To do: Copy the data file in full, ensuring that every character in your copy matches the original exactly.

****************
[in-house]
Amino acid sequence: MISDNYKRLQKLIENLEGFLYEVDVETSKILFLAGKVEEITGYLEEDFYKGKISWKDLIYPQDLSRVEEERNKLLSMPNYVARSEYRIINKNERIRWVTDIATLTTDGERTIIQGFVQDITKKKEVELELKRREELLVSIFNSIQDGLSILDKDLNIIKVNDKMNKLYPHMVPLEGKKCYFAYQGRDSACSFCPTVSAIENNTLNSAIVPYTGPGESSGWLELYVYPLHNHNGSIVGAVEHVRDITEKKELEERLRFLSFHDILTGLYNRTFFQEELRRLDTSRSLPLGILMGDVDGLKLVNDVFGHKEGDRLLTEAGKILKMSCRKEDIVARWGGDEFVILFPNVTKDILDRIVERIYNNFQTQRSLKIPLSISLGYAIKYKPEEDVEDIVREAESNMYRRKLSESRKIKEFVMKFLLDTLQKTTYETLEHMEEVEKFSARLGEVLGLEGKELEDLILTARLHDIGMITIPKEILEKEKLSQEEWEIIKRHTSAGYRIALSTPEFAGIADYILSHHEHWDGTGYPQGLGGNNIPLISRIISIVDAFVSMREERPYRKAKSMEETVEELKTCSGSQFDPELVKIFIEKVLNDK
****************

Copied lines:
[in-house]
Amino acid sequence: MISDNYKRLQKLIENLEGFLYEVDVETSKILFLAGKVEEITGYLEEDFYKGKISWKDLIYPQDLSRVEEERNKLLSMPNYVARSEYRIINKNERIRWVTDIATLTTDGERTIIQGFVQDITKKKEVELELKRREELLVSIFNSIQDGLSILDKDLNIIKVNDKMNKLYPHMVPLEGKKCYFAYQGRDSACSFCPTVSAIENNTLNSAIVPYTGPGESSGWLELYVYPLHNHNGSIVGAVEHVRDITEKKELEERLRFLSFHDILTGLYNRTFFQEELRRLDTSRSLPLGILMGDVDGLKLVNDVFGHKEGDRLLTEAGKILKMSCRKEDIVARWGGDEFVILFPNVTKDILDRIVERIYNNFQTQRSLKIPLSISLGYAIKYKPEEDVEDIVREAESNMYRRKLSESRKIKEFVMKFLLDTLQKTTYETLEHMEEVEKFSARLGEVLGLEGKELEDLILTARLHDIGMITIPKEILEKEKLSQEEWEIIKRHTSAGYRIALSTPEFAGIADYILSHHEHWDGTGYPQGLGGNNIPLISRIISIVDAFVSMREERPYRKAKSMEETVEELKTCSGSQFDPELVKIFIEKVLNDK